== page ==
(v) This system was not foolproof, but it was th best system I could devise, particularly when faced with allegations that some Chairpersons intentionally removed the names of some members and I had no idea how widespread that practice was. In checking a name to see if it was on a former list, we frequently checked the list of other Polling Places to make sure the person was not on two lists. When a DRO added a name after phoning us, they were directed to indicate in the Poll Book that the name had been added with my approval.
(vi) During the 2003 election, approximately 450 electors were added to Poll Books by DROs. We do not have a breakdown at this time of how many were added with my approval and how many were added by Chairpersons without objection from a Scrutineer.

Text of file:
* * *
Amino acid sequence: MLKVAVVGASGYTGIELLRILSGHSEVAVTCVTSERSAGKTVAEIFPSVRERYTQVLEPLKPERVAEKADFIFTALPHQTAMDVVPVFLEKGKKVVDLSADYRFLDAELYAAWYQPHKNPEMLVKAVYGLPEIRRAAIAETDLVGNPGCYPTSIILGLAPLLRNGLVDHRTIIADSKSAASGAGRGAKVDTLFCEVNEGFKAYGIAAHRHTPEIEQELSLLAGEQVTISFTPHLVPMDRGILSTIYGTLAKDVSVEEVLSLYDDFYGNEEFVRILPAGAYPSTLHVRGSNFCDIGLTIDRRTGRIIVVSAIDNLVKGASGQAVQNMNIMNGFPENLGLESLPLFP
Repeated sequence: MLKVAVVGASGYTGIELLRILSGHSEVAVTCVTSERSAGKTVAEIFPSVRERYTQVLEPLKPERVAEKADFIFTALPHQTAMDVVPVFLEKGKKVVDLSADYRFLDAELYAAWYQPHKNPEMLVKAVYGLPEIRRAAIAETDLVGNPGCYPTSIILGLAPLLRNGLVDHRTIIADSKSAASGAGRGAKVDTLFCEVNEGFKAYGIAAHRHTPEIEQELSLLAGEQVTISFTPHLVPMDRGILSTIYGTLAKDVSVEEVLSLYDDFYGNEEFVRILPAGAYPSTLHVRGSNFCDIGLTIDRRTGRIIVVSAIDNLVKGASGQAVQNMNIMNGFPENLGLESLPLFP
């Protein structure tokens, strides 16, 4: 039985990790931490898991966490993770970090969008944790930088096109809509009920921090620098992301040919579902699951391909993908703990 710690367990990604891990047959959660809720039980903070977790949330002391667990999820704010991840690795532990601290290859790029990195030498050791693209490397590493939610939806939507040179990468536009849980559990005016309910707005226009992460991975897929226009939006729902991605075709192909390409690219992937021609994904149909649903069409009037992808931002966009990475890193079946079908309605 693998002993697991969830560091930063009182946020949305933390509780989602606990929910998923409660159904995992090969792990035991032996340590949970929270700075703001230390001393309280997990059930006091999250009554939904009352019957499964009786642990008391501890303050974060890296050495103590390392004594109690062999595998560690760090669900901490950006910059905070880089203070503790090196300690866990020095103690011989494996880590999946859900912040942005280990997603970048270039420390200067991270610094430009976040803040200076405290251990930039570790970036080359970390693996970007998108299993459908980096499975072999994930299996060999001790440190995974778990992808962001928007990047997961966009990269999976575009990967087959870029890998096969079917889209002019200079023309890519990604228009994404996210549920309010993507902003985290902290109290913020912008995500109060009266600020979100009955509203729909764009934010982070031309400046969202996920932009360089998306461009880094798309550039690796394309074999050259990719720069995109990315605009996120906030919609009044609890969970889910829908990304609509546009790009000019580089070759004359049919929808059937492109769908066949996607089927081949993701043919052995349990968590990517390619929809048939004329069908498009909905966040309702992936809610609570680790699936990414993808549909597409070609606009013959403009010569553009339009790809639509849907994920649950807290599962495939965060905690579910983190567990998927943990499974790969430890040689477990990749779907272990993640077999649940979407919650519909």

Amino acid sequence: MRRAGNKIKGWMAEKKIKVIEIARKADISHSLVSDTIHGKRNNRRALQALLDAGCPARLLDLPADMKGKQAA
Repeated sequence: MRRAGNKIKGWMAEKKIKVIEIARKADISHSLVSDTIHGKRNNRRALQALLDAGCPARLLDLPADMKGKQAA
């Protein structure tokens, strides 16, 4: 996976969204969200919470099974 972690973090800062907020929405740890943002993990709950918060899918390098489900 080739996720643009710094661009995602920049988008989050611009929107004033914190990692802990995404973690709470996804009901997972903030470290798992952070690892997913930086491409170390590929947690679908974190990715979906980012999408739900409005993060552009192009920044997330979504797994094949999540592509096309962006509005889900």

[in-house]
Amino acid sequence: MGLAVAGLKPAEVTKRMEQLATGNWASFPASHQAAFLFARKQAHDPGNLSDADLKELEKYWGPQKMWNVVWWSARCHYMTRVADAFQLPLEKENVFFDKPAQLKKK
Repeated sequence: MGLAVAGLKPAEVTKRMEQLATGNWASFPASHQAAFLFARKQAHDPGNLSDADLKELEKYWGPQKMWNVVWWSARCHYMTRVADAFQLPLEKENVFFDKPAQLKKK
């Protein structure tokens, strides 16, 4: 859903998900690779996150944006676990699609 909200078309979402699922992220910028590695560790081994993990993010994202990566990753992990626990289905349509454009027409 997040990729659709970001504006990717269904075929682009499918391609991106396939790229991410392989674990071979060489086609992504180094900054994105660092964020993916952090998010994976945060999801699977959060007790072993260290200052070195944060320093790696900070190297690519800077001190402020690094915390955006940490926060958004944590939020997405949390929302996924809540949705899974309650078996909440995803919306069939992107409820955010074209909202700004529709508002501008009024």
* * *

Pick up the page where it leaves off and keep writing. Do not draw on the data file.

(vii) The rationale for looking to past lists of electors was they provided some proof the person was Metis, a member of the Federation and had voted without challenge at a pervious election.
(d) During the 1994 election, a number of problems developed with respect to the Advance Poll provisions of the MMF election by-law. It was difficult to engage DROs and Poll Clerks to sit in a Voting Station from 8:00 a.m. to 8:00 p.m. waiting for advance-poll voters to appear. At most locations, no one voted at the advance poll.
The process was also very costly as we had to pay each of the 107 DROs and Poll Clerks for the Advance Poll as well as for the Regular Poll and in some cases for the rental of the hall where voting could take place.